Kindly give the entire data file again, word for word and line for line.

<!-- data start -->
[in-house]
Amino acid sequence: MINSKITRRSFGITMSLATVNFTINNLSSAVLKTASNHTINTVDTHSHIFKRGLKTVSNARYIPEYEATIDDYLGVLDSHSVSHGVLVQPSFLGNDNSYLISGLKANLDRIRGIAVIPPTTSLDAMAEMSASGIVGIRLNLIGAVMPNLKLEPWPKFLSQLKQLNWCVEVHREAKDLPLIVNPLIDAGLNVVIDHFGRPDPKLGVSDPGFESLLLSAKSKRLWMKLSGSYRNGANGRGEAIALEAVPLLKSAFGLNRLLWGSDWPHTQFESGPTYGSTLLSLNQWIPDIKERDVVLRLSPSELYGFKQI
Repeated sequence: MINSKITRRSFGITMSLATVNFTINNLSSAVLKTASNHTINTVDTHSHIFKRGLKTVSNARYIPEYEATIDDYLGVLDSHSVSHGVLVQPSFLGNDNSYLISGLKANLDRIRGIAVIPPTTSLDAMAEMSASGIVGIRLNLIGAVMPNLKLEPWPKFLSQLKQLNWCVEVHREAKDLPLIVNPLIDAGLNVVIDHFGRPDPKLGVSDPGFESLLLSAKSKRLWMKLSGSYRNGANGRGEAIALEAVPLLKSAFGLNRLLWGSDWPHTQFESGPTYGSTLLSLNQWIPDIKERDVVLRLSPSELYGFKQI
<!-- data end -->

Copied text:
[in-house]
Amino acid sequence: MINSKITRRSFGITMSLATVNFTINNLSSAVLKTASNHTINTVDTHSHIFKRGLKTVSNARYIPEYEATIDDYLGVLDSHSVSHGVLVQPSFLGNDNSYLISGLKANLDRIRGIAVIPPTTSLDAMAEMSASGIVGIRLNLIGAVMPNLKLEPWPKFLSQLKQLNWCVEVHREAKDLPLIVNPLIDAGLNVVIDHFGRPDPKLGVSDPGFESLLLSAKSKRLWMKLSGSYRNGANGRGEAIALEAVPLLKSAFGLNRLLWGSDWPHTQFESGPTYGSTLLSLNQWIPDIKERDVVLRLSPSELYGFKQI
Repeated sequence: MINSKITRRSFGITMSLATVNFTINNLSSAVLKTASNHTINTVDTHSHIFKRGLKTVSNARYIPEYEATIDDYLGVLDSHSVSHGVLVQPSFLGNDNSYLISGLKANLDRIRGIAVIPPTTSLDAMAEMSASGIVGIRLNLIGAVMPNLKLEPWPKFLSQLKQLNWCVEVHREAKDLPLIVNPLIDAGLNVVIDHFGRPDPKLGVSDPGFESLLLSAKSKRLWMKLSGSYRNGANGRGEAIALEAVPLLKSAFGLNRLLWGSDWPHTQFESGPTYGSTLLSLNQWIPDIKERDVVLRLSPSELYGFKQI